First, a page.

There was lots of excitement and lots of enthusiasm but it wasn’t at the military level. We didn’t consciously reject anything military. It just wasn’t part of it. In my group of six or eight people – and to some extent, but not exclusively, your friends tended to be those you work with — the group leader was a Ph.D. chemist. We were certainly all under 30. Two or three other civilians and, at various times, probably two or three GIs — one of whom was a classmate from Ohio State — went through the same process that I did. We were good friends but not to the exclusion of other people. My closest friend was in a completely different group but he had also come through the same process. He was also one of the chemical engineering students at Ohio State and got assigned to a different group, but we continued to be close friends.
When we had time off, we would get together and go into Santa Fe. The excitement of seeing the top people was great. [At right, Enrico] Fermi was there frequently, along with many other top scientists, and we rapidly knew who was who. Looking back on it, the job I had was where I wanted to be but it was not really in the main stream of bomb design. My contact with people in that category was really just seeing them on the streets and, occasionally, in lectures, when they gave some that were open to the technical staff as a whole. I remember hearing Nils Bohr lecture….
There were people there under the auspices of other governments, namely, the British and a few Canadians. In fact, there were two deaths from experimental work at Los Alamos, and one of them was a Canadian, which is not widely known.
Q: Prior to going there, had you been aware of the literature about heavy water? This was not a big secret.
KRATZER: It was Sunday Supplement material. I recalled, after the project was explained to me, that I had read the Sunday Supplements about atom splitting, which was a common term in those days. I certainly must have read about atom splitting, and probably about nuclear fission. Fission was not a word that was on the tip of my tongue, so I can’t be sure about how much I already knew. I remember being asked by my boss, who was a fine guy, “What do you know about uranium?”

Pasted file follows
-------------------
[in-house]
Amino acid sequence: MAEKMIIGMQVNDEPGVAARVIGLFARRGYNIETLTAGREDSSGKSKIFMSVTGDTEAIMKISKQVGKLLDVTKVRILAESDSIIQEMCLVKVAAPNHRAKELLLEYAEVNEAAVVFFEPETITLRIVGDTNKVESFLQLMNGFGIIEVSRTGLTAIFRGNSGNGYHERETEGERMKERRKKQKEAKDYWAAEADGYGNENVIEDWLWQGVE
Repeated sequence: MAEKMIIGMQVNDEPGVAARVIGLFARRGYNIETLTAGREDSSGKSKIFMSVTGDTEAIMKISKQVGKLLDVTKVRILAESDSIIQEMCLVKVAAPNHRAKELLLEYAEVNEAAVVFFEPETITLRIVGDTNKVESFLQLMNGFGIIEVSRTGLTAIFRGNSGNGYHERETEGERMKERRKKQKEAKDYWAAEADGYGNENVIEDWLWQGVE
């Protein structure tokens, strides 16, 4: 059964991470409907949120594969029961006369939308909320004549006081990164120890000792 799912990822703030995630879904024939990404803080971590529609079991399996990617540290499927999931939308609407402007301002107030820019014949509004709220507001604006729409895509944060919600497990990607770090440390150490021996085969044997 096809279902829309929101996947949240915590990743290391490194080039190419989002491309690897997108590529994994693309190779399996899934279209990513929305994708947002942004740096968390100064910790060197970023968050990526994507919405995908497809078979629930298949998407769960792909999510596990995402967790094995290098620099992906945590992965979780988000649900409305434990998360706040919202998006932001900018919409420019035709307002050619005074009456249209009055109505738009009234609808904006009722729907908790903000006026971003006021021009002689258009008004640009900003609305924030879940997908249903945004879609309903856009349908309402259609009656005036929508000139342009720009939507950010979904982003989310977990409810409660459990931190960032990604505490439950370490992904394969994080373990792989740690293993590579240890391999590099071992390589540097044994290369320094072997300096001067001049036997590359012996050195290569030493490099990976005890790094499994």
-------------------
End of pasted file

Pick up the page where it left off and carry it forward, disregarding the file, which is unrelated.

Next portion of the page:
I said, “Well, it’s radioactive.”
He said, “That’s true but that’s not what we’re interested in.” My first reaction was not the right one. I didn’t say, “It’s capable of releasing large amounts of energy.” No, I didn’t say that….
Q: Was there any concern that this might start something that might not stop, the idea of starting a reaction that destroys the world?
KRATZER:…I remember that was talked about a bit and discounted. Calculations were made that led to the conclusion that it was incapable of igniting the atmosphere, and it didn’t. Otherwise, we wouldn’t be talking here….
There was certainly no secret about the hazards of radioactivity. I remember attending lectures about safety. The basic facts about the dangers of radioactivity were known in the early part of the century.… The hazards were all explained to us. Plutonium is not like radium chemically, but the biological and radiation effects are not unlike that of radium, bone-seeker and so on. [Note: Radium is treated as calcium by the body, and deposited in the bones, where radioactivity degrades marrow and can mutate bone cells.] This was all explained to us. I worked with plutonium….
The thing that sticks in my mind is — I don’t think my memory is playing tricks on me — I guess it took about a week after I got assigned to a group to have it explained to me what the Project was about. I had a GI buddy who was in a different group who was going through a similar experience. He explained what his job was, and I said when this is over, when we do it and have it — and I don’t think anyone ever doubted its success — the war will be over in a week. I think I was off by three or four days. I also really felt that, naively, – as my training in history and that sort of thing was hardly extensive – it would end war.
Q: Did politics intrude? I am thinking of, obviously, the Soviet Union. Was this something that was bandied about, I mean were we all pals of the Soviet Union?
KRATZER: This is very interesting and a good question. I’ll tell you something that has frequently come to my mind over the years. To put it in context — because at the time it had no meaning whatsoever — one of the people in my barracks, probably no further than 15 feet from me, was David Greenglass, one of the people tried and convicted for espionage for transferring secrets to the Soviets. He was the brother of Ethel Rosenberg, who in turn was the wife of Julius Rosenberg. They were both executed for espionage after the war. I didn’t know him personally, but I knew him by sight. I probably said hello to him. I am sure that he was sort of a loner. I would say he was an odd duck. Unlike most of the people in that particular barracks, I don’t think he had any college education at all. He was a machinist.